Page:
General Smith: hold my beer…

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u/MajorArtery Aug 17 '22

Hope it had air bags.

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u/HappenedEarth72 Aug 17 '22

Unfortunately the pilot didn't survive, he forgot to put on his seat belt.

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u/GarysCrispLettuce Aug 17 '22

Would it have made a difference if the plane had a full tank of fuel?

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u/Freedom_fam Aug 17 '22

More fire boom

29

u/KindlyOlPornographer Aug 17 '22

A lot more weight, but I can't imagine it would damage the concrete. Explosions need to be focused to maximize impact.

14

u/acog Aug 17 '22

They filled the fuel tanks with water for this test at Sandia National Labs. So no extra weight.

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u/owenfromcanada Aug 17 '22

In 1988 the U.S. government wanted to see how strong reinforced concrete was got bored and a little drunk, so they...

FTFY

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u/lazzaroinferno Aug 17 '22

"My name is Johnny Knoxville and this is Jackass"

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u/ImperialKnite Aug 17 '22

My friend sent me this video when he was in the air force. He had to learn about it there. The concert uses a type of rubber as part of the aggregate. Notice how it acts like a trampoline in the impact.

75

u/InsanePurple Aug 17 '22

You and I have had very different experiences with trampolines.

38

u/warm-saucepan Aug 17 '22

Not to mention concerts.

10

u/ImperialKnite Aug 17 '22

Oh thanks I spelled concrete wrong lol

16

u/jfenton9817 Aug 17 '22

Why don’t they simply build the whole plane out of reinforced concrete

/s

7

u/MrAnonymous2018_ Aug 17 '22

Make this man a General ASAP

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u/jonuggs Aug 17 '22

Are we still doing the jet fuel and steel beams thing?

9

u/lvl66 Aug 17 '22

What about the pentagon isn’t it made out of reinforced concrete as well?

6

u/TheDownvotesFarmer Aug 17 '22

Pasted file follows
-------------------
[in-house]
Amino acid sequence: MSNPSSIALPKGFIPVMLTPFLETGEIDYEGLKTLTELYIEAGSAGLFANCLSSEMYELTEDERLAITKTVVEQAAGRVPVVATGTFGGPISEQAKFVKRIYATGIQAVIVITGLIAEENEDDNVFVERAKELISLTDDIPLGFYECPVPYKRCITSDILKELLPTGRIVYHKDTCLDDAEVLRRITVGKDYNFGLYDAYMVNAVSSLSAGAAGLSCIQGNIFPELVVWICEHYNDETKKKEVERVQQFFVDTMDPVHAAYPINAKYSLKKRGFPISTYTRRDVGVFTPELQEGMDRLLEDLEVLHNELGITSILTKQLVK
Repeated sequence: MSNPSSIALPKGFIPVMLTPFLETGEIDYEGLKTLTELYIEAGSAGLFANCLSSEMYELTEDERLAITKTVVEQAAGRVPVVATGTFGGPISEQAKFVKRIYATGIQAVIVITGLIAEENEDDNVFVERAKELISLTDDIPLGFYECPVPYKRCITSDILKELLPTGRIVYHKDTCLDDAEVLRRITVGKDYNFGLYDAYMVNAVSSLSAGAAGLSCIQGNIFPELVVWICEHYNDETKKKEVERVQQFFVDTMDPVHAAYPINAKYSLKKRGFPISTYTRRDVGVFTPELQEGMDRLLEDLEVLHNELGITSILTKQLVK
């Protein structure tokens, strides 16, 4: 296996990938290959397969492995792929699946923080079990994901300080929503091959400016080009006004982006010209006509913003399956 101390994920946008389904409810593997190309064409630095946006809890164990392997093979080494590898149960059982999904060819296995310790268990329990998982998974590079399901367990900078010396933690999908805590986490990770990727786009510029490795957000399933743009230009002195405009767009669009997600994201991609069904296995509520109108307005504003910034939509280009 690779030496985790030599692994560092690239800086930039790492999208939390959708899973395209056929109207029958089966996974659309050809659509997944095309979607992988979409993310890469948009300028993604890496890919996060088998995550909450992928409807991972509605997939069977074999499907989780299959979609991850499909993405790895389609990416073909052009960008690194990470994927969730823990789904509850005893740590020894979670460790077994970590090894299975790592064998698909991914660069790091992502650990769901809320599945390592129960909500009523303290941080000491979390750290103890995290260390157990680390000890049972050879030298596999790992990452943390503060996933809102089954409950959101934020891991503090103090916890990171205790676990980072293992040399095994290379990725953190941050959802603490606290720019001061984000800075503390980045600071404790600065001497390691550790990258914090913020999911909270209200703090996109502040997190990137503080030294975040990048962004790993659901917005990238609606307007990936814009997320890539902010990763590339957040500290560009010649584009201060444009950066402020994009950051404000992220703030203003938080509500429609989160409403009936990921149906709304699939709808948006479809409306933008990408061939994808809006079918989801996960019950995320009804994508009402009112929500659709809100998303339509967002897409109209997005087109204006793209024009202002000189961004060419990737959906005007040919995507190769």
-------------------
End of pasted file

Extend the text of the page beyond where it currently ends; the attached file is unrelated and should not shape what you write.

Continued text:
I was looking for those guys in the comments, seems that they just dissapeared

85

u/alldaywatcher Aug 17 '22

That’s to the propaganda of the anti nuclear powerplant cacklers: “… if an airplane crahes into a reactor!”

6

u/thankyeestrbunny Aug 17 '22

"Ya gotta . . catapult the propaganda."

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u/commander-wimpy Aug 17 '22

This kills the plane

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u/Voltsvargen Aug 17 '22

How do you reinforce concrete? What do you reinforce it with?

25

u/pfoe Aug 17 '22

F4 Phantoms. This video shows the injection process.

50

u/Fantastic-Storage542 Aug 17 '22

Steel beams or rods

13

u/Skatchbro Aug 17 '22 Wholesome

“In rod we trust!”

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u/AlpineOwen Aug 17 '22

Tbh, this is not really your everyday concrete slab

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u/Bachaddict Aug 17 '22

yeah it's a nuclear containment bunker. They already knew how reinforced concrete works

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u/thisisevoke Aug 17 '22

Inside job

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u/baumpop Aug 17 '22

Where were you? When they built the ladder to heaven?

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u/guff1868 Aug 17 '22

No way, the planes came from the outside

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u/iamthealpha384 Aug 17 '22 edited Aug 17 '22

I think the term “slab” is a bit of an understatement here… monolith perhaps.